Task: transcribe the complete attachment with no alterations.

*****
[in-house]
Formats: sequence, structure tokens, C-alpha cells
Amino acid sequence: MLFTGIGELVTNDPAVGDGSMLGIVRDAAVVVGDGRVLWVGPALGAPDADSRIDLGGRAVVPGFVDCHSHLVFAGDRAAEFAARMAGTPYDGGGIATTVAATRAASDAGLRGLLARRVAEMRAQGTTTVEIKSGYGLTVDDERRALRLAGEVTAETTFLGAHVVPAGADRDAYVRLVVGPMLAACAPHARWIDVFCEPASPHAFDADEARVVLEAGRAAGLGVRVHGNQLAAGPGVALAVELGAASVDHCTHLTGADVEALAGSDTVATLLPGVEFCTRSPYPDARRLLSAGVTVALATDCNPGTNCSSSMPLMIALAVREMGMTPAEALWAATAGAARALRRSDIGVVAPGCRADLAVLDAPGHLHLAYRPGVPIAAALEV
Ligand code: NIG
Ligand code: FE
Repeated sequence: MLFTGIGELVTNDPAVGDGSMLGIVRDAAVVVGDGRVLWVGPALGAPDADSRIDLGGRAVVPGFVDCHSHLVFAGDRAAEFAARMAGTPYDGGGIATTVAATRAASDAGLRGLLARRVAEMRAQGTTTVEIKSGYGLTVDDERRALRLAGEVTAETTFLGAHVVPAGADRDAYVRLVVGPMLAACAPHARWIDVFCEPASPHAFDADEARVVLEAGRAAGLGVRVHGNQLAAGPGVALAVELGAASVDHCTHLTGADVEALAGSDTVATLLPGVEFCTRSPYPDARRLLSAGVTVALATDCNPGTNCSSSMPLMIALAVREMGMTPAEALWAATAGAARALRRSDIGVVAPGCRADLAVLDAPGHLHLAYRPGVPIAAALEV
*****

[in-house]
Formats: sequence, structure tokens, C-alpha cells
Amino acid sequence: MLFTGIGELVTNDPAVGDGSMLGIVRDAAVVVGDGRVLWVGPALGAPDADSRIDLGGRAVVPGFVDCHSHLVFAGDRAAEFAARMAGTPYDGGGIATTVAATRAASDAGLRGLLARRVAEMRAQGTTTVEIKSGYGLTVDDERRALRLAGEVTAETTFLGAHVVPAGADRDAYVRLVVGPMLAACAPHARWIDVFCEPASPHAFDADEARVVLEAGRAAGLGVRVHGNQLAAGPGVALAVELGAASVDHCTHLTGADVEALAGSDTVATLLPGVEFCTRSPYPDARRLLSAGVTVALATDCNPGTNCSSSMPLMIALAVREMGMTPAEALWAATAGAARALRRSDIGVVAPGCRADLAVLDAPGHLHLAYRPGVPIAAALEV
Ligand code: NIG
Ligand code: FE
Repeated sequence: MLFTGIGELVTNDPAVGDGSMLGIVRDAAVVVGDGRVLWVGPALGAPDADSRIDLGGRAVVPGFVDCHSHLVFAGDRAAEFAARMAGTPYDGGGIATTVAATRAASDAGLRGLLARRVAEMRAQGTTTVEIKSGYGLTVDDERRALRLAGEVTAETTFLGAHVVPAGADRDAYVRLVVGPMLAACAPHARWIDVFCEPASPHAFDADEARVVLEAGRAAGLGVRVHGNQLAAGPGVALAVELGAASVDHCTHLTGADVEALAGSDTVATLLPGVEFCTRSPYPDARRLLSAGVTVALATDCNPGTNCSSSMPLMIALAVREMGMTPAEALWAATAGAARALRRSDIGVVAPGCRADLAVLDAPGHLHLAYRPGVPIAAALEV